"The uncertainty from Washington continues to drag on this
market," noted Schaeffer's Senior Equity Analyst Joe Bell, CMT.
"With each passing day, investors are becoming more and more
frustrated with the lack of clarity, and there seems to be an
increasing fear that this could snowball into something bigger. The
debt ceiling deadline is also looming over the market and until we
get some solutions, many participants just don't want to put a lot
of money to work." As the weekend failed to bring any answers, the
Dow Jones Industrial Average (DJI)
gapped lower out of the gate and closed solidly in the red.
Continue reading for more on today's market, including
Economic experts offer debt ceiling predictions, the Fed
releases consumer credit data, and Facebook (
) option bulls stay active.
Dow Jones Industrial Average (DJI - 14,936.24)
moved sharply lower right out of the gate, and couldn't muster much
of a recovery throughout the session, settling with a loss of 136.3
points, or 0.9%. After retaking the 15,000 level on Friday, the
blue-chip index flirted with the millennium mark for much of the
session before relinquishing control. Just three Dow stocks managed
to close higher, led by AT&T (
), which added 0.7%. The 27 decliners were paced by Visa's (
) 2.2% drop.
S&P 500 Index (SPX - 1,676.12)
also fell, dropping 14.4 points, or 0.9%, on the day, but closing
north of its 80-day moving average. The
Nasdaq Composite (COMP - 3,770.38)
followed suit, surrendering 37.4 points, or 1%.
Against this backdrop, the
CBOE Market Volatility Index (VIX - 19.41)
surged to its highest close since late June, adding 2.7 points, or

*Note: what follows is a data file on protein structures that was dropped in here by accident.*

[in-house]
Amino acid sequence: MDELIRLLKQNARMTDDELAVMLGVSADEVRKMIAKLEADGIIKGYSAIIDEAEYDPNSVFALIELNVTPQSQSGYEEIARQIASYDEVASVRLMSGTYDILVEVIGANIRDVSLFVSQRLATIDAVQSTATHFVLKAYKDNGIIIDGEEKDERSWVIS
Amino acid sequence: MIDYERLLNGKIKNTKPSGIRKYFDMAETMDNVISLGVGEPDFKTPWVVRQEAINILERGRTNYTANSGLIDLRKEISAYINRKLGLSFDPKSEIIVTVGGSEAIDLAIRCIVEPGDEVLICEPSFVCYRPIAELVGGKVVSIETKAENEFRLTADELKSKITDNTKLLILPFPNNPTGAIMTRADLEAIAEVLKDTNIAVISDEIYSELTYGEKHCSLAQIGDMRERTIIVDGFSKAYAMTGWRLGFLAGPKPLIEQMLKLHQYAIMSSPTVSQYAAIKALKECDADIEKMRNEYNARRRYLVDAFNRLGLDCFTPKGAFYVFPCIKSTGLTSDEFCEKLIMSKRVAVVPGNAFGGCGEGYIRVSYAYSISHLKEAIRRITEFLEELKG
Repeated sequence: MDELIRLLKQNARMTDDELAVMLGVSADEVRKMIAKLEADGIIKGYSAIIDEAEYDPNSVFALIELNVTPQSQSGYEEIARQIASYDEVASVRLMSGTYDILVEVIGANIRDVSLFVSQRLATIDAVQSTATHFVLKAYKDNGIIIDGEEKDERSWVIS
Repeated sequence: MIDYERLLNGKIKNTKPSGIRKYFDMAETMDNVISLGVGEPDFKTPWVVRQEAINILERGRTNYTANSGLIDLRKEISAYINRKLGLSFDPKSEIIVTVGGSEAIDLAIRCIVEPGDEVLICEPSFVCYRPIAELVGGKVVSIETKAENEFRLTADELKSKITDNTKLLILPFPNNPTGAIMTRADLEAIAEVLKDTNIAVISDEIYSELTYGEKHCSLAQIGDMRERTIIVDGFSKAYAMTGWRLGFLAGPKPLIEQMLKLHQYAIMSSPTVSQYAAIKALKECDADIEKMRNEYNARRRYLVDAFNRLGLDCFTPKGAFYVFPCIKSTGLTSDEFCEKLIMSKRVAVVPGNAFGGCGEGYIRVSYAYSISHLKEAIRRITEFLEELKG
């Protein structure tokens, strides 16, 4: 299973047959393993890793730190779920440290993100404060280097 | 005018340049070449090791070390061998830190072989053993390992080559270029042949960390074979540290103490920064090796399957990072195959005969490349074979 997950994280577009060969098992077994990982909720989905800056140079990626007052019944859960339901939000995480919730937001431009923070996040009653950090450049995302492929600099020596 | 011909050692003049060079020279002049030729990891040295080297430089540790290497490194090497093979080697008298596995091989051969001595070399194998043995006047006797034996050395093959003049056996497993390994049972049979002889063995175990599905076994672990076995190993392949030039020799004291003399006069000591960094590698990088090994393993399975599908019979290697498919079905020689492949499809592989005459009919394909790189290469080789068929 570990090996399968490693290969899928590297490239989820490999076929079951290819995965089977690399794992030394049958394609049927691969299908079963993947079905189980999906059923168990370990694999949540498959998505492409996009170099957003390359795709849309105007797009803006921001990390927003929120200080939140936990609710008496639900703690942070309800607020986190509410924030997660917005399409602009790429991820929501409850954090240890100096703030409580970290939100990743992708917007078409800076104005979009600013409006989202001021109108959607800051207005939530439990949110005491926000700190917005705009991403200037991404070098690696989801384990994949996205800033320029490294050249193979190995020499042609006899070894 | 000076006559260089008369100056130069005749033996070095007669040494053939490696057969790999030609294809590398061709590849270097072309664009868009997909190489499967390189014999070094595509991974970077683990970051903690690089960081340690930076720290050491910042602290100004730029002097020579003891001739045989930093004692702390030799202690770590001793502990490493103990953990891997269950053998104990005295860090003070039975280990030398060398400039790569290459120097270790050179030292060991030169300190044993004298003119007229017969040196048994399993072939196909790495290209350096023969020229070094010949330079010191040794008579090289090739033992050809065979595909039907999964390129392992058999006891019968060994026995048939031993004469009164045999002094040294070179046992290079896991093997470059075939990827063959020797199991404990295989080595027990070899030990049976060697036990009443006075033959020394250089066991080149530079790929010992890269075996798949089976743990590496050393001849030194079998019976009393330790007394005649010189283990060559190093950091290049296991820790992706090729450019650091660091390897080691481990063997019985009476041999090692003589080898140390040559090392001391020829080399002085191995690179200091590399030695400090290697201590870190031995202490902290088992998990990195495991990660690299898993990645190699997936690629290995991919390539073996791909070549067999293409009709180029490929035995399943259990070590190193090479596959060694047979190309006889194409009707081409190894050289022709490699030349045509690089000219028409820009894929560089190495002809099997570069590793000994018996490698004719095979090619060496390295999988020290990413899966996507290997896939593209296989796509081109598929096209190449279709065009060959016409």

16%, to close at its intraday peak.
A Trader's Take
"Despite the negative tone out of Washington, the S&P 500
Index (SPX) and Russell 2000 Index (RUT) seem to remain in a period
of consolidation," observed Bell. "In addition, earnings season is
set to start this month and expectations once again seem to be
3 Things to Know About Today's Market
- Raymond McDaniel, CEO of credit rating agency Moody's, tried
to calm increased concerns about the unproductive budget
it is "extremely unlikely"
that the government will default on its payments. Taking the more
panicked side of the argument, U.S. Treasury Secretary Jack Lew
warned that the U.S. is nearing a scenario of "not having cash to
pay [its] bills." The nation's borrowing limit, or debt ceiling,
is scheduled to max out next Thursday, Oct. 17.
- The Federal Reserve reported that
total consumer borrowing
rose by $13.6 billion in August, exceeding economists' estimates.
Non-revolving credit (such as auto loans and student loans)
climbed $14.5 billion, while revolving credit (mostly credit-card
use) declined $883 million, marking the reading's third straight
- BlackBerry (
) came back into focus today, as a number of tech giants --
including Google (GOOG), Cisco Systems (CSCO), and Samsung --
introduced as possible suitors
to buy all or part of the smartphone maker. These offers, if
valid, would be considered as alternatives to Fairfax Financial's
standing $4.7 billion offer to take BBRY private.
5 Stocks We Were Watching Today
- Options traders have turned bearish on
Micron Technology (MU)
ahead of the semiconductor concern's turn in the earnings
confessional later this week.
- Bullish spread buyers continued to target new all-time highs
Apple Inc. (AAPL)
earned an upgrade and a price-target hike ahead of today's
J.C. Penney (JCP)
hit another three-decade low but saw additional bullish options
strategies at work.
Chesapeake Energy (CHK)
-- a notable outperformer on the charts -- was targeted by
long-term put buyers.
For a look at today's options movers and commodities
activity, head to page 2.
Oil futures ended in the red once again, as tropical-storm
concerns diminished over the weekend. November-dated oil futures
logged a drop of 81 cents, or 0.8%, to settle the day at $103.03
Gold futures, however, rebounded higher after two consecutive
losses, capturing some safe-haven appeal as the government shutdown
persisted. By the closing bell, December gold futures had gained
$15.20, or 1.2%, to close at $1,325.10 per ounce.
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